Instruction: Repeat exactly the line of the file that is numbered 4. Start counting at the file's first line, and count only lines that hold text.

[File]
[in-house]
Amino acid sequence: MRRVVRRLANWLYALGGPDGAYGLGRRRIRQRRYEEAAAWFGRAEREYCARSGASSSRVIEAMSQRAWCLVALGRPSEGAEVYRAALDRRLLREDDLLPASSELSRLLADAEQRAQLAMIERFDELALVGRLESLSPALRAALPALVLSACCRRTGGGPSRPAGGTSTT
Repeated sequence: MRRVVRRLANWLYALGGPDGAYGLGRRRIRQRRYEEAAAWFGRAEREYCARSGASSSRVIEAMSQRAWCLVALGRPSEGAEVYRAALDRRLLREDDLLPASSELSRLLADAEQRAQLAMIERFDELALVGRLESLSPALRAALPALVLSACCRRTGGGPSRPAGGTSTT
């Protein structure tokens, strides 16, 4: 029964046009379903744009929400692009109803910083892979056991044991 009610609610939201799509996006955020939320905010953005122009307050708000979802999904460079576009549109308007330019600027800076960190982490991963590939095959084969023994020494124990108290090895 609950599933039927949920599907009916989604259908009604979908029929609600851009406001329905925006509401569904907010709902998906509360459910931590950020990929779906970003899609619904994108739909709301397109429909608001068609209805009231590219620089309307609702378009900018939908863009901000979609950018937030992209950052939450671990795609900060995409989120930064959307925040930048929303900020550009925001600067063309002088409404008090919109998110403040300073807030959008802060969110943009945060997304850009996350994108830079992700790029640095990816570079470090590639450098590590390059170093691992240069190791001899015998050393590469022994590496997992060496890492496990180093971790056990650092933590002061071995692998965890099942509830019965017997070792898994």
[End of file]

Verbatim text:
């Protein structure tokens, strides 16, 4: 029964046009379903744009929400692009109803910083892979056991044991 009610609610939201799509996006955020939320905010953005122009307050708000979802999904460079576009549109308007330019600027800076960190982490991963590939095959084969023994020494124990108290090895 609950599933039927949920599907009916989604259908009604979908029929609600851009406001329905925006509401569904907010709902998906509360459910931590950020990929779906970003899609619904994108739909709301397109429909608001068609209805009231590219620089309307609702378009900018939908863009901000979609950018937030992209950052939450671990795609900060995409989120930064959307925040930048929303900020550009925001600067063309002088409404008090919109998110403040300073807030959008802060969110943009945060997304850009996350994108830079992700790029640095990816570079470090590639450098590590390059170093691992240069190791001899015998050393590469022994590496997992060496890492496990180093971790056990650092933590002061071995692998965890099942509830019965017997070792898994």